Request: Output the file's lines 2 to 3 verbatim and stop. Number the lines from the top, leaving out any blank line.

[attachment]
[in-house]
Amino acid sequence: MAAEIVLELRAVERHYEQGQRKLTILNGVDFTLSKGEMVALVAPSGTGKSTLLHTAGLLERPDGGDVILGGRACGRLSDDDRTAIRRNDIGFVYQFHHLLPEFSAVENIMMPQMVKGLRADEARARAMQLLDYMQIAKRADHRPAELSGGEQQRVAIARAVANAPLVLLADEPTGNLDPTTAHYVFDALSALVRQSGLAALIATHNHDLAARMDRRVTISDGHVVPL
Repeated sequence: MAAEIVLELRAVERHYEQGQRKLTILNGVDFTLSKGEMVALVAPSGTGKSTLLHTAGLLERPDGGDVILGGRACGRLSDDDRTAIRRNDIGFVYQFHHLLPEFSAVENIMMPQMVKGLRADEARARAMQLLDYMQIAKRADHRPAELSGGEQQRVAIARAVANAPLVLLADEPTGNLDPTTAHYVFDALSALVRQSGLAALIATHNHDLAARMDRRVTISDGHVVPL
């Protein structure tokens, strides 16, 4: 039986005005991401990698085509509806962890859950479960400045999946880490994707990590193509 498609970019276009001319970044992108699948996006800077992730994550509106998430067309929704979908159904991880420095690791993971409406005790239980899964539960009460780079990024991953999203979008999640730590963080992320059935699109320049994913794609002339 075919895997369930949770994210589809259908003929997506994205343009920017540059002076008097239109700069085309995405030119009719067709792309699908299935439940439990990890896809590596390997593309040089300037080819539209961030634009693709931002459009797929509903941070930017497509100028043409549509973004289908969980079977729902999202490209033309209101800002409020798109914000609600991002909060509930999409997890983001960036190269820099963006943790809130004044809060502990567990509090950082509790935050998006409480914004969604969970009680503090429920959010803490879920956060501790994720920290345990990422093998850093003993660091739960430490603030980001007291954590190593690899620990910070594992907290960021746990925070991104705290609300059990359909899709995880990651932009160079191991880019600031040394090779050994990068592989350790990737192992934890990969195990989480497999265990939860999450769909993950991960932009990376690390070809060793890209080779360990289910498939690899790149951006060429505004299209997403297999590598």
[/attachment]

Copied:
Amino acid sequence: MAAEIVLELRAVERHYEQGQRKLTILNGVDFTLSKGEMVALVAPSGTGKSTLLHTAGLLERPDGGDVILGGRACGRLSDDDRTAIRRNDIGFVYQFHHLLPEFSAVENIMMPQMVKGLRADEARARAMQLLDYMQIAKRADHRPAELSGGEQQRVAIARAVANAPLVLLADEPTGNLDPTTAHYVFDALSALVRQSGLAALIATHNHDLAARMDRRVTISDGHVVPL
Repeated sequence: MAAEIVLELRAVERHYEQGQRKLTILNGVDFTLSKGEMVALVAPSGTGKSTLLHTAGLLERPDGGDVILGGRACGRLSDDDRTAIRRNDIGFVYQFHHLLPEFSAVENIMMPQMVKGLRADEARARAMQLLDYMQIAKRADHRPAELSGGEQQRVAIARAVANAPLVLLADEPTGNLDPTTAHYVFDALSALVRQSGLAALIATHNHDLAARMDRRVTISDGHVVPL